Friday, 15 October 2010


“Vegetables are the food of the earth; fruit seems more the food of the heavens.” - Sepal Felicivant

The weather all along the southeastern coast of Australia has been terrible. Flooding rains, storms, hail, high winds and in the south, cold… In Tasmania it has been snowing! This is of course right in the middle of our Spring – for all you northern hemisphere readers, our October is equivalent to your April. Such is the situation with climate change, no doubt we shall see many more extreme weather events in the decades ahead. Nevertheless, I think that resourceful Homo sapiens will do something to alleviate the troubles that future generations will have to cope with. Call me an optimist!

The weather wasn’t very conducive to flying and on my way back from Sydney this evening it was a very bumpy ride indeed! When landing in Melbourne there was lashing rain and high winds and the plane jolted on the tarmac and there were hundreds of creaks and snaps, croaks and whirrs, screeches and cracks as the plane landed. My fellow passenger next to me had grown very pale and she took deep breaths and had her eyes closed, while she clutched at the seat, her knuckles white. When finally the plane taxied in, she opened her eyes and murmured “Thank, God!” As far as I was concerned, it wasn’t the worse landing I had experienced and once again, if one flies one must be prepared for the worse…

The workshop in Sydney today was fantastic! It was quite a small group of high-ranking academics from many universities and a few colleges, and we all had a round-table discussion on academic standards, and generic threshold learning outcomes of educational programs in Health, Medicine and Veterinary Science degrees. The discussion was stimulating, engaging and frank. It was quite a useful three hours or so and I came away with quite a good understanding of our new tertiary education quality agency that will be set up over the next couple of years.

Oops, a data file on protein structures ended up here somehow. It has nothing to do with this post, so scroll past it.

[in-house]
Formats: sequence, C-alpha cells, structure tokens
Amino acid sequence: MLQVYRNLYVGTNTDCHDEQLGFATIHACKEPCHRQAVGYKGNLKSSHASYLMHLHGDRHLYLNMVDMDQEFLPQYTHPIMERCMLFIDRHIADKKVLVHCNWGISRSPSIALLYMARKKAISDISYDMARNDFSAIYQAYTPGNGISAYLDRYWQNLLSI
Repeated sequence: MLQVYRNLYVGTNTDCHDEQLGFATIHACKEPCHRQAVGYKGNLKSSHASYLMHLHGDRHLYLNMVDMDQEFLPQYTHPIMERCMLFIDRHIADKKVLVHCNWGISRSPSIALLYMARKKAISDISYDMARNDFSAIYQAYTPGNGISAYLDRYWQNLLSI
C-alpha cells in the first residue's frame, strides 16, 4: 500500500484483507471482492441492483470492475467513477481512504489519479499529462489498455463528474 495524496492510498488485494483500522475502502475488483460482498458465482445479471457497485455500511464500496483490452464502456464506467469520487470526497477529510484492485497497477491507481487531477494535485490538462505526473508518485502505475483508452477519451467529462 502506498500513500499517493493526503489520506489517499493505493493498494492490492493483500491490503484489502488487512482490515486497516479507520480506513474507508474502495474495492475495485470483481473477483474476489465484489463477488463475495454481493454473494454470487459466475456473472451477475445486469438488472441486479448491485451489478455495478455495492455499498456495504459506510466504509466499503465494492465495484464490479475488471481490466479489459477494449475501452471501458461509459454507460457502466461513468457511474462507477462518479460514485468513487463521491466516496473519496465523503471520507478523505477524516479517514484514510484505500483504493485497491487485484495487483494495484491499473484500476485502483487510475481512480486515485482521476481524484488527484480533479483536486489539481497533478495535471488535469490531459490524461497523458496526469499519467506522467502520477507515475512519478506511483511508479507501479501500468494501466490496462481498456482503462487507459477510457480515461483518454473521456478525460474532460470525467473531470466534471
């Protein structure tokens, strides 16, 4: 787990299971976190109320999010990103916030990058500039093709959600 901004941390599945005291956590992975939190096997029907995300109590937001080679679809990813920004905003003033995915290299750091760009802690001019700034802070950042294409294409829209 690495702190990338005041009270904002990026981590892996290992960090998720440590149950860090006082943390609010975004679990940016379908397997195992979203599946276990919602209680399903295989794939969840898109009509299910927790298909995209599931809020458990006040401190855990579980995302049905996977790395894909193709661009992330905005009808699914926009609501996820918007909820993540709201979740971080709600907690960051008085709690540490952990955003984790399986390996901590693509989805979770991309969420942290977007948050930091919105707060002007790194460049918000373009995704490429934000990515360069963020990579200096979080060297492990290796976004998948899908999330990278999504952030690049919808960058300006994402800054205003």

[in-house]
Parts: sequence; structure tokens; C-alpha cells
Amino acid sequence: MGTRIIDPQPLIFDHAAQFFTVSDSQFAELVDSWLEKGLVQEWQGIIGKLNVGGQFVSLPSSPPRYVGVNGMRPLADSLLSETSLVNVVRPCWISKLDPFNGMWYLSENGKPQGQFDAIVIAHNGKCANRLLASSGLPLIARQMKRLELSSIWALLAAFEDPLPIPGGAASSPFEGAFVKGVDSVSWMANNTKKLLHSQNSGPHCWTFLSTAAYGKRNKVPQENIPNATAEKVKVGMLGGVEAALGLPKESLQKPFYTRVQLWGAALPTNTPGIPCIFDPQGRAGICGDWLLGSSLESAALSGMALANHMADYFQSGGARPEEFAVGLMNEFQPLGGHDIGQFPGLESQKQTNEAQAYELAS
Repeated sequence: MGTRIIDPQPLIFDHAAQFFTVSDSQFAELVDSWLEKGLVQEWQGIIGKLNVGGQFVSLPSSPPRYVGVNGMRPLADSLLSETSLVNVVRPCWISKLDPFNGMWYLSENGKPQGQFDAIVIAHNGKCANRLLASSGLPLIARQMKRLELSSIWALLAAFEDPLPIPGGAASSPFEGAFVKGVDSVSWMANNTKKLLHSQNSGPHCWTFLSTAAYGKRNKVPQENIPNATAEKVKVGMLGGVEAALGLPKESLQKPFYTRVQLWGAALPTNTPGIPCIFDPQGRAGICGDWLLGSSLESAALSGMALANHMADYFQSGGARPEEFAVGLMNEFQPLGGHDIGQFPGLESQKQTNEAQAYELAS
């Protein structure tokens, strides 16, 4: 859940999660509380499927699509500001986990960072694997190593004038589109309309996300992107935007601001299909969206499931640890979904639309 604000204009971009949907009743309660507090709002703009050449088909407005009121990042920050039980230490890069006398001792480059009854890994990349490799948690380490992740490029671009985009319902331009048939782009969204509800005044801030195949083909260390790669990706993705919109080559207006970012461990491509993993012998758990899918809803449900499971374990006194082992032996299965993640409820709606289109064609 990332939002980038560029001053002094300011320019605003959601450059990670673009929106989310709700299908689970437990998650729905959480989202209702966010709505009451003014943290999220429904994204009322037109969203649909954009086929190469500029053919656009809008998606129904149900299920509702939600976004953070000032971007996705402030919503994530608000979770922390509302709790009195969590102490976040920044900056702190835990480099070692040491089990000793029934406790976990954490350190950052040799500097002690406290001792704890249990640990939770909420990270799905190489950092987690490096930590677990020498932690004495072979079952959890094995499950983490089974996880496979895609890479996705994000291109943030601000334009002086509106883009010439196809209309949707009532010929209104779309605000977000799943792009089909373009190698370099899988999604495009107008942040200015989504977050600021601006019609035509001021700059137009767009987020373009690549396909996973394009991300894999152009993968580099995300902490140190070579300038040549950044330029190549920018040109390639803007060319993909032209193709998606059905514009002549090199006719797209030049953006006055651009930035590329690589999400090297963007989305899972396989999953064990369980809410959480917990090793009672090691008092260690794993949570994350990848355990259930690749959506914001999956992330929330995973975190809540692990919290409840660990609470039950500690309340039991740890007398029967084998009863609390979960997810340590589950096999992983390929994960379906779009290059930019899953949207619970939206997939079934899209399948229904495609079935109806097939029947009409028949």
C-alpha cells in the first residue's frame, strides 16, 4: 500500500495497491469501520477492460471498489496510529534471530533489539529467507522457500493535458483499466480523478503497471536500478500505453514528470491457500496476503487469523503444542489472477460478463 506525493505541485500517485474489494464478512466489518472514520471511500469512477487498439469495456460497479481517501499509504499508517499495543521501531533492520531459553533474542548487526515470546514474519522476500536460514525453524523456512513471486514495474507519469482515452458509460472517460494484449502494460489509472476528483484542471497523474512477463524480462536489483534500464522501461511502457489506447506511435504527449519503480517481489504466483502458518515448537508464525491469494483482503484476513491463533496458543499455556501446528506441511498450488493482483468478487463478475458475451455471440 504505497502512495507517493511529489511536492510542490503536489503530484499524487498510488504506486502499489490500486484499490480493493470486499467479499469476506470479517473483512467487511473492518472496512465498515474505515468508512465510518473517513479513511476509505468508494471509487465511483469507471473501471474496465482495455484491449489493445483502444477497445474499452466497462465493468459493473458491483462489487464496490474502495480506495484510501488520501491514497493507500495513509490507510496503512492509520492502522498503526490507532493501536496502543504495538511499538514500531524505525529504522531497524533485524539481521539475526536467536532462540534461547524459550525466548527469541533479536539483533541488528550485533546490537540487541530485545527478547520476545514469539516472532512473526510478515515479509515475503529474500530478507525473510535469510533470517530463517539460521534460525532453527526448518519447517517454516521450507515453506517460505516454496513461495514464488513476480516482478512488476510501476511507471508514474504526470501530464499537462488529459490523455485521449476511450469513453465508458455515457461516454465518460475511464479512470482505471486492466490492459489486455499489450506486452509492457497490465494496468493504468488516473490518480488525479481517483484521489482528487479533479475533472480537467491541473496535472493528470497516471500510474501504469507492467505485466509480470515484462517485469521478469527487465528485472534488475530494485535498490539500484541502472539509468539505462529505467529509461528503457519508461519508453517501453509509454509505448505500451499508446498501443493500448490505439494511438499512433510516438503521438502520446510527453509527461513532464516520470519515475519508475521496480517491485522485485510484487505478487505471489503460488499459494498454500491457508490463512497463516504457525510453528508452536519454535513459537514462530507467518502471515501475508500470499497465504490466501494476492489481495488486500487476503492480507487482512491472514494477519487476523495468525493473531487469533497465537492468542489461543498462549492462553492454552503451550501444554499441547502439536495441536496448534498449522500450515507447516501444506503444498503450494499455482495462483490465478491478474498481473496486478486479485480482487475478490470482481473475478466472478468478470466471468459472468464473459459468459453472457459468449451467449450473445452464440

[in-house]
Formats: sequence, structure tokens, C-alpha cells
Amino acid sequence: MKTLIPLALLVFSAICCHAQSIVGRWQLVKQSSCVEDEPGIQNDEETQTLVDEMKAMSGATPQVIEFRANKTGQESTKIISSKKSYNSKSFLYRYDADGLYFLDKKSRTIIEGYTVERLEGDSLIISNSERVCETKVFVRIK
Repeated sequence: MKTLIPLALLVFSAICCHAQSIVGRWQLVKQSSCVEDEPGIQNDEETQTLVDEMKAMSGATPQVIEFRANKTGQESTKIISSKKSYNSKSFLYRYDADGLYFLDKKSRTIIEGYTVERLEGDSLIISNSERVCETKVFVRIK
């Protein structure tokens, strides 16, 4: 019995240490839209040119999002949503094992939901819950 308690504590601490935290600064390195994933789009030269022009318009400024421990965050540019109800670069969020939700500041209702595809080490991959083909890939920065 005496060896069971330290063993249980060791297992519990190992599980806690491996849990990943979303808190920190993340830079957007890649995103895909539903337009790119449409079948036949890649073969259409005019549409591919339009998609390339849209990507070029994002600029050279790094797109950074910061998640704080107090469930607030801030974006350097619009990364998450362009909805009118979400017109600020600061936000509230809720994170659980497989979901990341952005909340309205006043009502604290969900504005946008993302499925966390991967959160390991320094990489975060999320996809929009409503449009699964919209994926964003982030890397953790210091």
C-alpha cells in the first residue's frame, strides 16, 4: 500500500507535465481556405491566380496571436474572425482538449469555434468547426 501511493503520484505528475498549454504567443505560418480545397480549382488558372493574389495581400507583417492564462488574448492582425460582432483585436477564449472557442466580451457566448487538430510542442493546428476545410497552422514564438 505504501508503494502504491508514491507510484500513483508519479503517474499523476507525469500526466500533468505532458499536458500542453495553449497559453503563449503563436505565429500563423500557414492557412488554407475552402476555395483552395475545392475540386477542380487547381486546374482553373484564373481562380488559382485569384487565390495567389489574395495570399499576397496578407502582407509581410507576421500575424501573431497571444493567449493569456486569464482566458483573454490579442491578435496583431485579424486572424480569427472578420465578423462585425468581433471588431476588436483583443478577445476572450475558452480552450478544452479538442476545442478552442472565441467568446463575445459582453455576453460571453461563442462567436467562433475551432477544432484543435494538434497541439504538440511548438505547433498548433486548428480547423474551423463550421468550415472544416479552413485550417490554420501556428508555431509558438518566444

We were very well fed during the seminar, but I gorged myself on the extensive selection of fresh fruits that were available, rather than the sandwiches and sweets. We had luscious strawberries, blueberries, grapes, pineapple, melon, watermelon, pawpaw, passionfruit, bananas, apples, tangerines, oranges, peaches, nectarines and cherries for our delectation. The good thing about Australia is that because it is so big, it spans several latitudes and “seasonal” fruit is greatly varied at any time of the year. One can choose from the perennial tropical favourites of the far north, to the delights of the subtropics with their early fruiting varieties of spring and summer fruits and then go to the temperate south with its range of late winter offerings and spring delicacies.

We are very lucky in Australia as the produce is always fresh, of good quality and relatively cheap. Fruit and vegetables are in plentiful supply and when going to the market or the greengrocer, one can go overboard and shop, shop, shop! I don’t think there are any fruits or vegetables that I particularly dislike, even though there are many that I love. I could quite easily give up meat or fish, but I could not give up fruit or vegetables. Which of course is wonderful as fruit and vegetables are full of the goodness of nutrients, minerals, vitamins, fibre, essential microelements, sugars, antioxidants, anti-ageing compounds, active anti-cancer complexes and of course they are all delicious!

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